A fifth of Britain's restaurants are showing signs they could go bust, according to research released today.
Almost 15,000 eateries are facing a real insolvency threat as rising staff costs and the fall out of Brexit put a strain on the sector.
Over half of all food is imported, with three-quarters coming from the EU. Such imports have become increasingly costly for restaurateurs with sterling more than 10 per cent weaker against both the Euro and US dollar since the Brexit vote.
In addition, a rise in business rates will hit 42 per cent of restaurants in London, accountants Moore Stephens said.
Leading trade body the Associated of Licensed Multiple Retailers (ALMR) said the eating and drinking out sector is facing a £213m tax hike through increases in rates and duty.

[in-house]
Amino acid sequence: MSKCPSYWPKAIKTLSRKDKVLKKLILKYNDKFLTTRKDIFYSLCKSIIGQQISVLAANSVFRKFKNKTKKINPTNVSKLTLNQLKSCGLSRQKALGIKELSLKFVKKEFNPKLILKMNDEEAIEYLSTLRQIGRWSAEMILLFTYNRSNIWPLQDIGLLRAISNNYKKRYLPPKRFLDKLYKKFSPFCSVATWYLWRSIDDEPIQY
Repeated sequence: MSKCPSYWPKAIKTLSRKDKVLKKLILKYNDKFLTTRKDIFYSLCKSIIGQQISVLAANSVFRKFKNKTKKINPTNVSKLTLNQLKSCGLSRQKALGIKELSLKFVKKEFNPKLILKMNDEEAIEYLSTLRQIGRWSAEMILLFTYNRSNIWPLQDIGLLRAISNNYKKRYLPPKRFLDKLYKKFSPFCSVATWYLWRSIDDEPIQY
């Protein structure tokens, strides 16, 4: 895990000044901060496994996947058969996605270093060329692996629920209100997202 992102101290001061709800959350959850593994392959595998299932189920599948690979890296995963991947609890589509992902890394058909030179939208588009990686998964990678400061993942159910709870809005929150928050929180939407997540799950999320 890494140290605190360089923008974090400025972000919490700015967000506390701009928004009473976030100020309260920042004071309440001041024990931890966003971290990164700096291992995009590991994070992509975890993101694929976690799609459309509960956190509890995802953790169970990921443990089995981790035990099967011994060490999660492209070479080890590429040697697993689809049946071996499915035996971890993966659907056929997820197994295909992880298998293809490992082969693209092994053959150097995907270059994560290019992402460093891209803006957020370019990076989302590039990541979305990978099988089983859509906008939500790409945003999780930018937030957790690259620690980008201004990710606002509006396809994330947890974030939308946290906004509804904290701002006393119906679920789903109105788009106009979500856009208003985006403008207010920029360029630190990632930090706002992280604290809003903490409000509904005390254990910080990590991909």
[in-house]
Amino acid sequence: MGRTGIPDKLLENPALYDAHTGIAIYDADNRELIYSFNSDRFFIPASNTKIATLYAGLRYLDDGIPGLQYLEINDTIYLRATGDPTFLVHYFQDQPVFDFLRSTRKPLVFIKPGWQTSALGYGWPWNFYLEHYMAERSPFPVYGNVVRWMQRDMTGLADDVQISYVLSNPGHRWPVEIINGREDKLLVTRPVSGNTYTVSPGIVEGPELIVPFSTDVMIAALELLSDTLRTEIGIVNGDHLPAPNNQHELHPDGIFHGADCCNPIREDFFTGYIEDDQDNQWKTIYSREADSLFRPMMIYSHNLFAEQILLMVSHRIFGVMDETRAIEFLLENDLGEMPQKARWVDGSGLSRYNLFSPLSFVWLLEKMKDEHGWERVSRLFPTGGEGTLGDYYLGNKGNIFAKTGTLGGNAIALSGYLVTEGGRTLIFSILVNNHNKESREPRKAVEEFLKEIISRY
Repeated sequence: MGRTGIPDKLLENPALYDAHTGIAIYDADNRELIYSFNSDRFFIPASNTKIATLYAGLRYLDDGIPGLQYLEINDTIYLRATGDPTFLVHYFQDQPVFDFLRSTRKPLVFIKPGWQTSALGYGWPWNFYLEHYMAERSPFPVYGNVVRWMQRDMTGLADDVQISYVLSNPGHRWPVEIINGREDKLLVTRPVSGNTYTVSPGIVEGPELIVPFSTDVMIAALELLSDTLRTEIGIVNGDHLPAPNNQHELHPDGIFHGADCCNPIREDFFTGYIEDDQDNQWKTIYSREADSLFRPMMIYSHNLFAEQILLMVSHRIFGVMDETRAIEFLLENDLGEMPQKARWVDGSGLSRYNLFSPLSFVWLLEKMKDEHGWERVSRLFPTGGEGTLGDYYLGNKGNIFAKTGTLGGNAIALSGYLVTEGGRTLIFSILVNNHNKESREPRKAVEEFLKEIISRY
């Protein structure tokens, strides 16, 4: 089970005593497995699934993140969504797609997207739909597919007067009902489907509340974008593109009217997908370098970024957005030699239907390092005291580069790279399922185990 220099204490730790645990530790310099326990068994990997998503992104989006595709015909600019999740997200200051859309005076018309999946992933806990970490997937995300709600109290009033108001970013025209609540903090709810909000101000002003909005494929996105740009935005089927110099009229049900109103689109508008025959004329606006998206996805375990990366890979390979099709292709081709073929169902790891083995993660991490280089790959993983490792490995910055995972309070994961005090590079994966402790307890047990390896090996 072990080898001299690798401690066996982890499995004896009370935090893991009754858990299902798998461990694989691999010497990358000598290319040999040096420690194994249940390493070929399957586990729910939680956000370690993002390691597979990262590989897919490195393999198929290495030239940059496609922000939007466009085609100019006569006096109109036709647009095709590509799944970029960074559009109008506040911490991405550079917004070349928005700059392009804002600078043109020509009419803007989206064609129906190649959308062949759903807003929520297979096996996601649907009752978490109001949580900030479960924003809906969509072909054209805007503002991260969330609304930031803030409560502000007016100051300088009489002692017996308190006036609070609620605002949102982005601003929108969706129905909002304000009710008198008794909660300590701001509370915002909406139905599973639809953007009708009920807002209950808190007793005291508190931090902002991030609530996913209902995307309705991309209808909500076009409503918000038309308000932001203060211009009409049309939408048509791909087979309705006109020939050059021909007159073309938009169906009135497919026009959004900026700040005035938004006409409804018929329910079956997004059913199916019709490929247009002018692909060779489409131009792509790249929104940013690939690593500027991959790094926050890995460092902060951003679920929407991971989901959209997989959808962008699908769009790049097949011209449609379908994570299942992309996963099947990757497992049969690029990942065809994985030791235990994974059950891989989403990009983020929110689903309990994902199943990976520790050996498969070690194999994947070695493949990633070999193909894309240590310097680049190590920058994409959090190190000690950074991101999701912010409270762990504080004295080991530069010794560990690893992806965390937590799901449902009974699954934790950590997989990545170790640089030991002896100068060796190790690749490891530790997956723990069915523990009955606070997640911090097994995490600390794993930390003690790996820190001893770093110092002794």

“This research acutely demonstrates the unique pressures that eating and drinking out businesses are currently facing. With Brexit on the horizon, next month’s Budget is absolutely crucial for the sector as cost pressures are rising at a time of maximum uncertainty for employers," said ALMR chief executive Kate Nicholls.
She continued: “The government has the power to provide support for these businesses that will ease pressure, provide stability and help them unlock even greater potential."
Moore Stephens partner Jeremy Willmont said: ‘’In such a competitive market, restaurants need to be wary of building up losses and debt now in the hope of future profits, as the industry looks to be facing a prolonged period of tough trading conditions."